My last post dealt with The News-Register’s sit-down series and mentioned Don Blankenship and his $3 million contribution to Brent Benjamin’s campaign. Mother Jones is out with an excellent investigative report on how the problem is getting worse: "How Dark Money Is Taking Over Judicial Elections" In the article, Blankenship and Benjamin are discussed under "The Best Ruling Money Can Buy."
From In These Times, another story on the Blankenship indictment. I thought the title said a lot about our culture’s priorities in the big scheme of things: "Charges for Coal CEO: 6 Years for Worker Deaths, Up to 25 for Deceiving Investors."
Finally, a diarist over at Daily Kos attempts to tackle the difficult political question of how Democrats in states like West Virginia can or cannot deal with issues surrounding climate change. The diary also includes a video from the last election on West Virginia and the politics of coal.
On guns and the NRA endorsement
From USA Today:
For red-state Democrats, brandishing a gun in a campaign ad has become almost mandatory.
The newest entry? Alison Lundergan Grimes of Kentucky, who is challenging Senate Minority Leader Mitch McConnell.
The ad shows Grimes shooting skeet, as she describes how she is different from President Obama. It’s a response to McConnell’s repeated charge that she would simply be a rubber stamp for Obama in the Senate.
She also mocks an image of McConnell at a political event holding a rifle over his head, saying, "Mitch, that’s not how you hold a gun."
McConnell’s response does sound familiar.
On the growing militarization around us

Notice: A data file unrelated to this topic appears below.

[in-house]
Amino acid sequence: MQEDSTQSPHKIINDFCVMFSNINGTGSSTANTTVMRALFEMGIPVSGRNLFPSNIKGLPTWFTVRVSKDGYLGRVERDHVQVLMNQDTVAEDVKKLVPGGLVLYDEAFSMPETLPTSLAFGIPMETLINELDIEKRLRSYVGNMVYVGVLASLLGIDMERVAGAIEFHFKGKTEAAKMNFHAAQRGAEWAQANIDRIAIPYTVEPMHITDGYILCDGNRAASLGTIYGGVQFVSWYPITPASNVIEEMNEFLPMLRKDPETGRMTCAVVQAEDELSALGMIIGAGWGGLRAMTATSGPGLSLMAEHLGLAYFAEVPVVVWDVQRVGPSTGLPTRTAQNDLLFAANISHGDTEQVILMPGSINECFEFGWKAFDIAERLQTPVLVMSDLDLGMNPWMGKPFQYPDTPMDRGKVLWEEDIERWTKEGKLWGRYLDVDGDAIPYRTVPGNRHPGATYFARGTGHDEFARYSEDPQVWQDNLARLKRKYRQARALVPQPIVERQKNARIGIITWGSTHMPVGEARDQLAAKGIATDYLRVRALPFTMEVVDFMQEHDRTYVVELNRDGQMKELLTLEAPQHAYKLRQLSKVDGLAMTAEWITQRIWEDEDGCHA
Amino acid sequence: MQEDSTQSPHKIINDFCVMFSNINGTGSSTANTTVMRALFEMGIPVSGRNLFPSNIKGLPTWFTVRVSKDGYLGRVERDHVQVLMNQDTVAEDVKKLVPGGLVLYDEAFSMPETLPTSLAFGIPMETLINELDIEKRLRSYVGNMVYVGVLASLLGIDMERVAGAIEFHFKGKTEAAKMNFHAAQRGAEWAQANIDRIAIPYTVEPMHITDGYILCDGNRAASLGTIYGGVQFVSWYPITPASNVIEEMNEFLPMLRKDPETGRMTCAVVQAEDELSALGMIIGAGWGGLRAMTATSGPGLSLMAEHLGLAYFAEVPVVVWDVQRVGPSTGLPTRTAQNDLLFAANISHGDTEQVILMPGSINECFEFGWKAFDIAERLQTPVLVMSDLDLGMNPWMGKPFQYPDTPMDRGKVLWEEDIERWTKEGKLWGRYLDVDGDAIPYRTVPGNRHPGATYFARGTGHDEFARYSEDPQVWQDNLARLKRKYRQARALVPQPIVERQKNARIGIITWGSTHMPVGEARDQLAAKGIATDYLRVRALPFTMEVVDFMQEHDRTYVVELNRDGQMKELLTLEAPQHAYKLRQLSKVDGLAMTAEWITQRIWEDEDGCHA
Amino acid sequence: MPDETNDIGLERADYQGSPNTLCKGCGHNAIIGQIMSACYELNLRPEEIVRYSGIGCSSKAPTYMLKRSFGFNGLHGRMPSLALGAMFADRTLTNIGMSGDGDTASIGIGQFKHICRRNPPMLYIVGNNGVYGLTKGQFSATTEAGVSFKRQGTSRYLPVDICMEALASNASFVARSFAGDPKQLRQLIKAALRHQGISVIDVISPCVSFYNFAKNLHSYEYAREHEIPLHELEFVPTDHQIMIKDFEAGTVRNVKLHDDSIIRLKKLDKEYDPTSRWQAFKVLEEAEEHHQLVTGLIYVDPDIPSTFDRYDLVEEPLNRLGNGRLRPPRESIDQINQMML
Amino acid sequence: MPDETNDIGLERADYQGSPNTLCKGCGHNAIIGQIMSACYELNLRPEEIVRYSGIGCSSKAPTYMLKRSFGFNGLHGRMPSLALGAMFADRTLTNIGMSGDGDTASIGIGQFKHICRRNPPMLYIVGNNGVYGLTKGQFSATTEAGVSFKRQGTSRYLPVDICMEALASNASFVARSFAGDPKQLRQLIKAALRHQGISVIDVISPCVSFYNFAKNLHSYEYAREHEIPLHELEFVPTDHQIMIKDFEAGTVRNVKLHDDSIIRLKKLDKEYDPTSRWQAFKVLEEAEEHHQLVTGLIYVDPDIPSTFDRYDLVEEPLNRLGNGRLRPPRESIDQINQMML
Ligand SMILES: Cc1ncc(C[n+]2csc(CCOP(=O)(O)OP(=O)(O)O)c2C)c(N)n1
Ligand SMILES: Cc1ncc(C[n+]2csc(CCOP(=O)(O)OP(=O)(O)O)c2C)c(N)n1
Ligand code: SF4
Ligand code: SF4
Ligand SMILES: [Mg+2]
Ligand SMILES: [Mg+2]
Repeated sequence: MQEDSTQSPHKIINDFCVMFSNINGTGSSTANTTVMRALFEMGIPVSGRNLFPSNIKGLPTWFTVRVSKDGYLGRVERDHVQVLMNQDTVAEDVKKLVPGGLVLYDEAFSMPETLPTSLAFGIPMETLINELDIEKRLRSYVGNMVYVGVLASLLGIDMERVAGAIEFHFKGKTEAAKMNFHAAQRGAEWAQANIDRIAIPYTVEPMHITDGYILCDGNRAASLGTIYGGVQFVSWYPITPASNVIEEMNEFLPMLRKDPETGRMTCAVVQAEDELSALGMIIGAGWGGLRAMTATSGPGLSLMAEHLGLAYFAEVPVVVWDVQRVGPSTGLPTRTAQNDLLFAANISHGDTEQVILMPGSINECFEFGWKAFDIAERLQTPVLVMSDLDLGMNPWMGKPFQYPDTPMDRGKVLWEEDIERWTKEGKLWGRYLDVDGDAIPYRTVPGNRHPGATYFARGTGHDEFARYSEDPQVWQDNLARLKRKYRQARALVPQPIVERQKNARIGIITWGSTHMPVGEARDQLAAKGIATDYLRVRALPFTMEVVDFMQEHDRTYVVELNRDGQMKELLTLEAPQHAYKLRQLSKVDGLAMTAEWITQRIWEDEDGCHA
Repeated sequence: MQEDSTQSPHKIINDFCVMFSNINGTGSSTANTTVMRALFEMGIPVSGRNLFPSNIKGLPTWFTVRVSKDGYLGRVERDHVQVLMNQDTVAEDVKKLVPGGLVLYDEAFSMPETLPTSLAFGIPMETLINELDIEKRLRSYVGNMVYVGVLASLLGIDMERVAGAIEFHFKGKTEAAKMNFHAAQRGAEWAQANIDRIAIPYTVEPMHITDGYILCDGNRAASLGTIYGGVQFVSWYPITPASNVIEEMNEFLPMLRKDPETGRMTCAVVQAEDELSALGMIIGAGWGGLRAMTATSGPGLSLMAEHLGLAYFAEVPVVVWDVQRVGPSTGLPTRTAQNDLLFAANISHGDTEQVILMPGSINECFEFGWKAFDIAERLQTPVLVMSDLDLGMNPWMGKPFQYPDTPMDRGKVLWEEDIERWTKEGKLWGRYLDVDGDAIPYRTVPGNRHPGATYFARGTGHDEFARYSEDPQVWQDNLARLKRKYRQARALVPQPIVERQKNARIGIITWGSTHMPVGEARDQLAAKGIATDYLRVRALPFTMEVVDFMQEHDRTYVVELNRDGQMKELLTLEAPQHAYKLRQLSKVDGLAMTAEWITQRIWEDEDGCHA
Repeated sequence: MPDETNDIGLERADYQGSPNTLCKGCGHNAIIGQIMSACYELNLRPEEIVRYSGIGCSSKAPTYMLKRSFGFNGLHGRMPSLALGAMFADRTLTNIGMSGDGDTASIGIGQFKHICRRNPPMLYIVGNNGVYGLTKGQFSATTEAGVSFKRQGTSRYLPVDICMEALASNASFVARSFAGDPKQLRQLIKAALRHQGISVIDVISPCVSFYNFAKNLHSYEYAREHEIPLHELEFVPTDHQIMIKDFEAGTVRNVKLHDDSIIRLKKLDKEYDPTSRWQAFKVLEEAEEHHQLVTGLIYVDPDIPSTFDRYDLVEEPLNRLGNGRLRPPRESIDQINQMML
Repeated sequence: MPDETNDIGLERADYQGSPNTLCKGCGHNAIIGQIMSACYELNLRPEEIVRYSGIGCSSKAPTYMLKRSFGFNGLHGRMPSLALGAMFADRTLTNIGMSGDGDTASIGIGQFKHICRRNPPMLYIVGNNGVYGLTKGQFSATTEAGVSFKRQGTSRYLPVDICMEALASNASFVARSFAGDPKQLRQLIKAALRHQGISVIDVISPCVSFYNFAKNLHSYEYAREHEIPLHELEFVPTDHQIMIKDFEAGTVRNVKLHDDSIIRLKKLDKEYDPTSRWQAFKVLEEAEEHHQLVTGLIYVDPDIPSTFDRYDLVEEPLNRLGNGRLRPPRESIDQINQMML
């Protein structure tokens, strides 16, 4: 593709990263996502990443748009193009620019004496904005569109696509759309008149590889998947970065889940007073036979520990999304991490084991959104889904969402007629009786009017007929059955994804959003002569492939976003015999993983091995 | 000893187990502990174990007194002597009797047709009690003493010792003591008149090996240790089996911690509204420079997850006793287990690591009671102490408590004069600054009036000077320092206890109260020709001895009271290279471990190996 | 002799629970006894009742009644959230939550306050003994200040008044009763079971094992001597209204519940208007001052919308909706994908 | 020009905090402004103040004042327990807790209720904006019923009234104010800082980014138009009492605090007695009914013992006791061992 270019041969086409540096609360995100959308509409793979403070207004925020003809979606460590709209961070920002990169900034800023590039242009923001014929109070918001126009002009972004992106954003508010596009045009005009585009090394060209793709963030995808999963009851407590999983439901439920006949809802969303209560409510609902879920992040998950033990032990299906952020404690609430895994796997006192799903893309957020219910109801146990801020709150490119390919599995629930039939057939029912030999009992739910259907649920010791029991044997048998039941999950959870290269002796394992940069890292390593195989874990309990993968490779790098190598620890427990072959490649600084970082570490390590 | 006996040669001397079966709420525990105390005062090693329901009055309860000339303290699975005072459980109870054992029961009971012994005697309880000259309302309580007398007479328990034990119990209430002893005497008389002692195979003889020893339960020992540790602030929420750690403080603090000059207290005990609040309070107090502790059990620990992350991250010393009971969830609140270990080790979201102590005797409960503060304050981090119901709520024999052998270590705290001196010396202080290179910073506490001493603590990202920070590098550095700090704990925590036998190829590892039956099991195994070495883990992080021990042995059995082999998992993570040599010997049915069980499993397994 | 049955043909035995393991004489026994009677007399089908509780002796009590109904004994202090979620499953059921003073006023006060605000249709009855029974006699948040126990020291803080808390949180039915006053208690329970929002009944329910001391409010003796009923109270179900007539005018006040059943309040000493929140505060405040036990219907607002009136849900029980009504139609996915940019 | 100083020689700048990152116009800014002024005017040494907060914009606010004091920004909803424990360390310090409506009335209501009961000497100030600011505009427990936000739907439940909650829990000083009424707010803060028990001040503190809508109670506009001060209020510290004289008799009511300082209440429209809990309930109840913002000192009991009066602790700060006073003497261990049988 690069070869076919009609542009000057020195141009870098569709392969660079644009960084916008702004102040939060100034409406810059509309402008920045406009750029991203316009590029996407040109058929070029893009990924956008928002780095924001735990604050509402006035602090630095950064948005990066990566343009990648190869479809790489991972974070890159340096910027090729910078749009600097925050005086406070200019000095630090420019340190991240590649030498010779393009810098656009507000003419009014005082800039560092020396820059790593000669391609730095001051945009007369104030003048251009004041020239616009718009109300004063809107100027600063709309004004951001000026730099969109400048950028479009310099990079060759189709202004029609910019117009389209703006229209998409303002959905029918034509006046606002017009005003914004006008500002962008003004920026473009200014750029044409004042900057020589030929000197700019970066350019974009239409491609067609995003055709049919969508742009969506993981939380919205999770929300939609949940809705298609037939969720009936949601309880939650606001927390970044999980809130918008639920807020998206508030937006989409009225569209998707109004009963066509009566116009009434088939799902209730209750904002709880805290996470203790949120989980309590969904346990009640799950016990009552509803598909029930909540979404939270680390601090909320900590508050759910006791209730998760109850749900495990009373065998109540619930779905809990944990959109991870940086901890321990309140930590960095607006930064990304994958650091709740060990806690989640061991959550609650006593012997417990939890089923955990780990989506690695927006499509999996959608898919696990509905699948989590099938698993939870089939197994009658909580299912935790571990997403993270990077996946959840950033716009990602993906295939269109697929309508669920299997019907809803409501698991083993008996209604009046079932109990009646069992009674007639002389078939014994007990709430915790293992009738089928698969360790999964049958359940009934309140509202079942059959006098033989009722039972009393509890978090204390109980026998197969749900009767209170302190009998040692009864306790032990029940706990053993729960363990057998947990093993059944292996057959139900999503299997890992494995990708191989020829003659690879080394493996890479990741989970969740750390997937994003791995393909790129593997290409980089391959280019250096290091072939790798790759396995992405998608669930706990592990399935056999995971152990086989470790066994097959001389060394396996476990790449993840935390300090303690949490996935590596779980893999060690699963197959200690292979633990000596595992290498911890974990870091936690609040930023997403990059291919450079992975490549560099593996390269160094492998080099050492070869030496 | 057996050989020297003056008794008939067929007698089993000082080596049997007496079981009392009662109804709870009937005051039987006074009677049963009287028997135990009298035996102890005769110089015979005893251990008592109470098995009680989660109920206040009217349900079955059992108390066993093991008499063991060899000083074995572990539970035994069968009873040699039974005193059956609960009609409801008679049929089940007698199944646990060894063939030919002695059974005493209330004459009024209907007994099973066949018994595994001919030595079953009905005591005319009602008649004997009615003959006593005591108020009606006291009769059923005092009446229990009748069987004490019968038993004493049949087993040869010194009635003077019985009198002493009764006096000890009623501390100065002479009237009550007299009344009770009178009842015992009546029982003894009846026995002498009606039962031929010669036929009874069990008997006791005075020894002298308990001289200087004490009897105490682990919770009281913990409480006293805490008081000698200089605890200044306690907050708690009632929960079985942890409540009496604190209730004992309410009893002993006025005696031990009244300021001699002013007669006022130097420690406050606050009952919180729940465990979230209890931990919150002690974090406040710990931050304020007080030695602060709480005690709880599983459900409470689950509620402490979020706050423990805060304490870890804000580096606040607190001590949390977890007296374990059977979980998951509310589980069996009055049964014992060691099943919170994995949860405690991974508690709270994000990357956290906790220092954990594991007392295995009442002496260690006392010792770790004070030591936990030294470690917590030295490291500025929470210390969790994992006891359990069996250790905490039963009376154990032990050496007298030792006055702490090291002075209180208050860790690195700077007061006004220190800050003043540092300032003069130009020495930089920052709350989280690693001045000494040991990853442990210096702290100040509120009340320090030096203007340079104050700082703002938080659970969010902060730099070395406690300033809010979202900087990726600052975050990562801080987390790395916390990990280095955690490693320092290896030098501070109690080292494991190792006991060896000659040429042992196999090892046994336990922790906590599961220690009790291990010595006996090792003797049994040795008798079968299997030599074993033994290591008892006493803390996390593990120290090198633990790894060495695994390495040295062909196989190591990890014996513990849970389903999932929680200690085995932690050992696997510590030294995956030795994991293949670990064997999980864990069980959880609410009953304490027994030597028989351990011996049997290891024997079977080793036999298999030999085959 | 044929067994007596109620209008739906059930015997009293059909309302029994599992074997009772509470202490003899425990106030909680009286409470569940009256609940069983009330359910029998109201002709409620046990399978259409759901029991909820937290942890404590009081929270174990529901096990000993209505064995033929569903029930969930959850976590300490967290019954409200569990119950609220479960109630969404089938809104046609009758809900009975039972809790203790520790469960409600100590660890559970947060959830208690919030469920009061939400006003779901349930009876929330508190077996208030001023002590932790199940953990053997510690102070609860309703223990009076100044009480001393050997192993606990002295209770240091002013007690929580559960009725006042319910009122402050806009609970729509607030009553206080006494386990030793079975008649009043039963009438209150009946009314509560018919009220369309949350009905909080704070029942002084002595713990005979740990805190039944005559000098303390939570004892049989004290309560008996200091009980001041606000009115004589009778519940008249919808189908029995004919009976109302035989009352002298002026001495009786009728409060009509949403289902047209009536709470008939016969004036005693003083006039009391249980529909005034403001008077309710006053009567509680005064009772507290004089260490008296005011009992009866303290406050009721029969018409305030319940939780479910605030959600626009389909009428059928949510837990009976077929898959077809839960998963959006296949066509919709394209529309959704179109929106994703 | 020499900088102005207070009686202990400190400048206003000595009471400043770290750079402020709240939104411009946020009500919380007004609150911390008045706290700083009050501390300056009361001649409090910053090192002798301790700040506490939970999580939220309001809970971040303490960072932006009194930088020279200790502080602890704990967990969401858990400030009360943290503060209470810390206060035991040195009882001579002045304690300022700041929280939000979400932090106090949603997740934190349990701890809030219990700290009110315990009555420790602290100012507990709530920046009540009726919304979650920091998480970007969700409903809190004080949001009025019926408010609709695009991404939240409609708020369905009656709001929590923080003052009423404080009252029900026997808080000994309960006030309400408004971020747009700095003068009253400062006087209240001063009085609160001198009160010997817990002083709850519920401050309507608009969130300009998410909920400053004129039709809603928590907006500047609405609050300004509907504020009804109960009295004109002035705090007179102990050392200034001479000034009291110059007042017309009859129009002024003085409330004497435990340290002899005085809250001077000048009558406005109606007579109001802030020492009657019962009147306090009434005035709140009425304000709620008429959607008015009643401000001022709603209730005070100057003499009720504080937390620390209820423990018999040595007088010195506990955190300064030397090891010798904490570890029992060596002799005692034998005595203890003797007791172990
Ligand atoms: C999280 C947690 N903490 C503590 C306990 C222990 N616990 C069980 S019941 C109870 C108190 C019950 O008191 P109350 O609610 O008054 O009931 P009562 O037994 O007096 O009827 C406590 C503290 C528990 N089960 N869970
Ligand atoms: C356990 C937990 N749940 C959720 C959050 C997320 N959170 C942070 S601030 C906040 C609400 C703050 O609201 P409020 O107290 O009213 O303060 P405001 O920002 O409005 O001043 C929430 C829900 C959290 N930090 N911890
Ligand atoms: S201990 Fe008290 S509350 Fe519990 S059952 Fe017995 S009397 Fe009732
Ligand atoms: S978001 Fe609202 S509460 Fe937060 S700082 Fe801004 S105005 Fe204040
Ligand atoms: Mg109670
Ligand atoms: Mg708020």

From Talking Points Memo:
More than 20 school districts in the United States have been equipped with military-grade equipment through the federal program that provides such gear to local and state authorities free of charge, according to civil rights groups.
A simple question: why?
On WV senate candidates talking about something other than the "war on coal"
From Jim Lees excellent op/ed piece in yesteray’s Charleston Gazette: "Let’s talk about war – not war on coal:"
This fall two very different candidates are asking me to choose which of them will join the ranks of the 100 Club in Washington, the U.S. Senate, a club in which members occasionally but too infrequently voice thoughts and ideas about the role of America in such conflicts. Perhaps I am different, but I would very much like to know the position of these two candidates on the issue of war. American war, as in the kind where our kids go overseas and come back in boxes. I would like to know when and under what circumstances these candidates believe we should send our children and when we should not.
I agree - where do these candidates stand on going to war?
(Sorry, unable to link to article.)